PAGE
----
Part of what makes the Peanuts specials so timeless is their pacing and humor. There are many interludes that do not exist to further the plot, but frequently create a sense of joy through their simplicity. Viewers who are used to fast-paced action thrillers may find it difficult to slow down and appreciate the pacing of the special, but since most of them have likely already seen it or another of the Peanuts specials in their childhood, the nostalgia will likely be enough to hold their attention.
The remastered DVD of It's the Easter Beagle, Charlie Brown looks and sounds much better than what one might expect of an animated television show from 1974, despite the occasional scenes where the lines and colors are not as crisp as they could be. The feature is shown in the same aspect ratio as the original television broadcast, as are the two special features, It's Arbor Day, Charlie Brown and the aforementioned "In Full Bloom: Peanuts at Easter" featurette.
The featurette is an edited collection of interviews with members of Schulz's family, friends, and other cartoonists. They talk about Schulz, his inspiration for Peanuts, and the process of creating It's the Easter Beagle, Charlie Brown. I wouldn't recommend playing this for the kids, as they will likely be bored by it, but mature viewers will appreciate the insight and behind-the-scenes aspect provided by the featurette.
Curiously packaged as a special feature, 1976's It's Arbor Day, Charlie Brown could have had its own release on DVD, but instead, as with the 2003 DVD release, it is included with It's the Easter Beagle, Charlie Brown. This Peanuts special is an informative and entertaining look at Arbor Day, and it is also the last special to feature the original music of Vince Guaraldi, who died shortly after completing the soundtrack.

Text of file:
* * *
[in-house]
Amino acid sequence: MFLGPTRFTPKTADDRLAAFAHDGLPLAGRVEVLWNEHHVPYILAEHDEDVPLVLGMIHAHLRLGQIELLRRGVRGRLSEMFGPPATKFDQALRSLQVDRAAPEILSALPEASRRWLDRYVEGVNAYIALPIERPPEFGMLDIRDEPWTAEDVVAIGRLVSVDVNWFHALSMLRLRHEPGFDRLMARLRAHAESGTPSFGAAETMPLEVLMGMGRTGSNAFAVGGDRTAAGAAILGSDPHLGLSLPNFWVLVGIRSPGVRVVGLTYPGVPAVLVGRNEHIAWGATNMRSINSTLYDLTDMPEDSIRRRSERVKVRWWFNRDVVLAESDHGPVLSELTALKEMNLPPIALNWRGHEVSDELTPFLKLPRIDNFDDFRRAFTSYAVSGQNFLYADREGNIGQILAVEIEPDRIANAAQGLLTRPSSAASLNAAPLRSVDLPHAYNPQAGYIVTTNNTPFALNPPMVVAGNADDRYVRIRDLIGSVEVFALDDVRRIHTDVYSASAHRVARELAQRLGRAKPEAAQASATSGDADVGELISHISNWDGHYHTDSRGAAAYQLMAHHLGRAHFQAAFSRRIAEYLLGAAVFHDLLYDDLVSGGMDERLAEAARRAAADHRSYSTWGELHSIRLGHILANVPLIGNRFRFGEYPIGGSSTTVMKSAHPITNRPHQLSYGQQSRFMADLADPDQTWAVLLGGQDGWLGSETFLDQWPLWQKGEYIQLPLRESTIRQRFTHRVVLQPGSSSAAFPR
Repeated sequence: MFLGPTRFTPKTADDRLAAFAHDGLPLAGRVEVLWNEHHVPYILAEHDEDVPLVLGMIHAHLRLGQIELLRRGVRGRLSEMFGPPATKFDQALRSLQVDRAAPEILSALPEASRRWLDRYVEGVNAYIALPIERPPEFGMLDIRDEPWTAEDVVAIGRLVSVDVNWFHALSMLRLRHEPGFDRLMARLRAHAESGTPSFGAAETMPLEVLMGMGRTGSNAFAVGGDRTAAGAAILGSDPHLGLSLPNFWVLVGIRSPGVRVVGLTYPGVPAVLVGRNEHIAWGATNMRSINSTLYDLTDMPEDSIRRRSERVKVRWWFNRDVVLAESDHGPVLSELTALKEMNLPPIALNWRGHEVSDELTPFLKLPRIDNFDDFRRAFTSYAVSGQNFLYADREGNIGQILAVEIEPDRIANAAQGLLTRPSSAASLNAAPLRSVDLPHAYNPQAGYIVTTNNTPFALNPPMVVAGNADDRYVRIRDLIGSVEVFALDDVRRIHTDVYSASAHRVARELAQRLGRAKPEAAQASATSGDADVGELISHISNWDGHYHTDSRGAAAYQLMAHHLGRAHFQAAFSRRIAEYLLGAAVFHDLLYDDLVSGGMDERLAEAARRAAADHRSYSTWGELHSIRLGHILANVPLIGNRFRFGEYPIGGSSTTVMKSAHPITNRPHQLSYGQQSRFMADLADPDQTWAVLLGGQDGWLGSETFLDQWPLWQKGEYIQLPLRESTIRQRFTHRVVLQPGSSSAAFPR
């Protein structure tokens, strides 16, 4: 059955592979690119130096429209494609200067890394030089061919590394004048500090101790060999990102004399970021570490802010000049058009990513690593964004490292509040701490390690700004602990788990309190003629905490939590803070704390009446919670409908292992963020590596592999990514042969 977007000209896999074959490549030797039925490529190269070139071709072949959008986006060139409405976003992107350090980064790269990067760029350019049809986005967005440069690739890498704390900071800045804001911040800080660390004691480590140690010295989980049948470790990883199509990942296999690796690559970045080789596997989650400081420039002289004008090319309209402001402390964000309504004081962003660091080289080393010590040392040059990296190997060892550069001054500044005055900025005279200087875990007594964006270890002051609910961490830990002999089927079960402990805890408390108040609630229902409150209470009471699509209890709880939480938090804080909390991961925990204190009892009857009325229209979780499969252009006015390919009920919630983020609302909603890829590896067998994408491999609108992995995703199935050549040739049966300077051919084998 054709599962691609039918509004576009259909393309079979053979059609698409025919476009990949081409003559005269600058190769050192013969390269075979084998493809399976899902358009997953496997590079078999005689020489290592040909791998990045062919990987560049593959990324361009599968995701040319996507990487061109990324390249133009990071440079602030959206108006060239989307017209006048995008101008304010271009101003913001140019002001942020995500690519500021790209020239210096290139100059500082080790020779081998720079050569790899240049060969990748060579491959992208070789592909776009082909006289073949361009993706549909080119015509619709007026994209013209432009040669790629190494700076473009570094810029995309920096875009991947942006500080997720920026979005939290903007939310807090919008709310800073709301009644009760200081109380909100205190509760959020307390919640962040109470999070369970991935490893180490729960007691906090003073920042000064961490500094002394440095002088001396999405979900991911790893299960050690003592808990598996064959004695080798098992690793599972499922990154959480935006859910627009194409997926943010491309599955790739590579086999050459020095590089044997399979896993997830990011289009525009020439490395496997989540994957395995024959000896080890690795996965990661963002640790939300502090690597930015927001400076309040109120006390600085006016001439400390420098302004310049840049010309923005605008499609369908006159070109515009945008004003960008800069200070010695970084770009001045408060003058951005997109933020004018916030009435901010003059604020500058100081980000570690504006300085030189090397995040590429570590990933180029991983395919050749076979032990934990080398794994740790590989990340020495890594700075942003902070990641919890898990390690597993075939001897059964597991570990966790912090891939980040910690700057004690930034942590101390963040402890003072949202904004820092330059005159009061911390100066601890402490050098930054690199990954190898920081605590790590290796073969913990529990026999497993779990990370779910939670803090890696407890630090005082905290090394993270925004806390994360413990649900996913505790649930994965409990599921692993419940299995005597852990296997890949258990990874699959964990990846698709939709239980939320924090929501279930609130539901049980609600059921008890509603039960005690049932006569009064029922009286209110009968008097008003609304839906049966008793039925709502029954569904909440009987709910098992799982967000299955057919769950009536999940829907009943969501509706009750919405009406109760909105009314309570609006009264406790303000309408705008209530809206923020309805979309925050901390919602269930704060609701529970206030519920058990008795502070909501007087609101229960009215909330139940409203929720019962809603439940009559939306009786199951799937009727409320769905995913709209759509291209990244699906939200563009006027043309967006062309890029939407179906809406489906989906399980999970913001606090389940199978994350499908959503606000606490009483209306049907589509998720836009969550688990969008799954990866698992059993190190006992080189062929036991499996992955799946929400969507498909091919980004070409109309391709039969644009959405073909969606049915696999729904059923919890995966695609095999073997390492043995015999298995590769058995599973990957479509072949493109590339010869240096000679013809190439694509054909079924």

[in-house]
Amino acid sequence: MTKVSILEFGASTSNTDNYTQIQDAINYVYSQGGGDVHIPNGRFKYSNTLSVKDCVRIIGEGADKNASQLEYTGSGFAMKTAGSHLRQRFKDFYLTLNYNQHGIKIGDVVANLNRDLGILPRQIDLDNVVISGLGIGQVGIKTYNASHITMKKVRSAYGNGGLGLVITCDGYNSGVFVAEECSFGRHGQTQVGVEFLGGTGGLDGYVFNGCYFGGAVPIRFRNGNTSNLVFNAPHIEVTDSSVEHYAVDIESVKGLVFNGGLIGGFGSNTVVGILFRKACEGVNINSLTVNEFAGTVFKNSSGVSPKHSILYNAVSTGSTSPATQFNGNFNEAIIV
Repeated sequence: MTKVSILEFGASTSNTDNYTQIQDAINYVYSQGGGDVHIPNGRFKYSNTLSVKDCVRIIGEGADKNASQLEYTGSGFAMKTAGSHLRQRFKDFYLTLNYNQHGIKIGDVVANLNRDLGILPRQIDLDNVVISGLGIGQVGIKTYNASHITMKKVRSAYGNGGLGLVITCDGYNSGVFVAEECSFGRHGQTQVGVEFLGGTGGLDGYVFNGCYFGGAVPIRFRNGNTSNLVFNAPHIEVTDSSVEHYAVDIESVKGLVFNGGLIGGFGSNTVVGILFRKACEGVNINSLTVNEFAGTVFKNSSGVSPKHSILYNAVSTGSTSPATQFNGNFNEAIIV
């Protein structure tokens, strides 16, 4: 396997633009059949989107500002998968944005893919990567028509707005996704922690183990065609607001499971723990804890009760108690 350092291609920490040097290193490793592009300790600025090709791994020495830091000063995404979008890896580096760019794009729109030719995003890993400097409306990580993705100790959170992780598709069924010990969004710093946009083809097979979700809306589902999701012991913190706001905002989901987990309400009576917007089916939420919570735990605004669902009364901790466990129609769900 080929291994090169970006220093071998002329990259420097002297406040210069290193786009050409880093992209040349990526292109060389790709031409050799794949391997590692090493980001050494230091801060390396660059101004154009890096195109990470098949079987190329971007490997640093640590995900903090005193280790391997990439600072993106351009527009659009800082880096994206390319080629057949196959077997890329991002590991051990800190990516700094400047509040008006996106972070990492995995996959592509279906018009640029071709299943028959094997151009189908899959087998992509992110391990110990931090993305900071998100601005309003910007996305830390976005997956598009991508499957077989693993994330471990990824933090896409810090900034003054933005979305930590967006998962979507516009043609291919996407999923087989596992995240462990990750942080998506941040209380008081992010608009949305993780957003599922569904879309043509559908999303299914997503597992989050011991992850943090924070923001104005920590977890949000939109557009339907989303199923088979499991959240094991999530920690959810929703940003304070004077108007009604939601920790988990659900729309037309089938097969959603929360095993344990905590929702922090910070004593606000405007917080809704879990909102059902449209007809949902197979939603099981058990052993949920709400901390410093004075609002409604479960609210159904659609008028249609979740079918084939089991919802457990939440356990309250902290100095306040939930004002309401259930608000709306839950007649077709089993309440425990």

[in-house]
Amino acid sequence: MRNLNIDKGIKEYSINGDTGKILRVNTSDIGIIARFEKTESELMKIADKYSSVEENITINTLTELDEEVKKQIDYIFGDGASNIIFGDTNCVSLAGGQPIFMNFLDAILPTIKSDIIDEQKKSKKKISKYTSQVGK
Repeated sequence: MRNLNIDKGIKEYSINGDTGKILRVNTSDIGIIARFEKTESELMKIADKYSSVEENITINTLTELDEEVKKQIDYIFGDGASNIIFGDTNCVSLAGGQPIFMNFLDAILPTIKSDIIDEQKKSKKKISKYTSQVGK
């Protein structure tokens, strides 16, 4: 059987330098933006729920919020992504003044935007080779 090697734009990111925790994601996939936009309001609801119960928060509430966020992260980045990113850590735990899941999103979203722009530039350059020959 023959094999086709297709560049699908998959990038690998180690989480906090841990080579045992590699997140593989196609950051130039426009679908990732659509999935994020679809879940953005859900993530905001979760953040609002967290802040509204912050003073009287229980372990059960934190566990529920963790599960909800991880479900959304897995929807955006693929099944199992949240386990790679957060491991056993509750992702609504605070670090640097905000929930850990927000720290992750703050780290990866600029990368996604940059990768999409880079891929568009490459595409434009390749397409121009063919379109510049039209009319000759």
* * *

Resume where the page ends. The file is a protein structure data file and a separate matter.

The plot of It's Arbor Day, Charlie Brown revolves around Sally's Arbor Day school report, which results in her being inspired to plant trees. Lucy cleverly convinces Sally and Linus that they should plant in Charlie Brown's baseball field. Hilarity ensues when Charlie Brown and Peppermint Patty find their teams squaring off in a baseball field that better resembles an English garden. One of my favorite exchanges between the characters on this DVD occurs in this special:
Peppermint Patty: "You know what I don't understand, Chuck. I don't understand love."
Charlie Brown: "Who does?"
Peppermint Patty: "Explain love to me, Chuck."
Charlie Brown: "I can recommend a book or a painting or a song or a poem, but I can't explain love."
Some have criticized It's Arbor Day, Charlie Brown for using a relatively obscure holiday for the storyline, but I found myself enjoying it more than It's the Easter Beagle, Charlie Brown. The special conveys information about Arbor Day without being too preachy or pedantic, which warms my librarian heart. The pacing is a little faster, and there are fewer non-plot interludes than in the main feature, which a modern audience will find more appealing.
It's Easter, and if you haven't already had your holiday dose of Peanuts cheer, pick up a copy of the newly remastered It's the Easter Beagle, Charlie Brown. It will go well with the new high-def TV you bought for Christmas.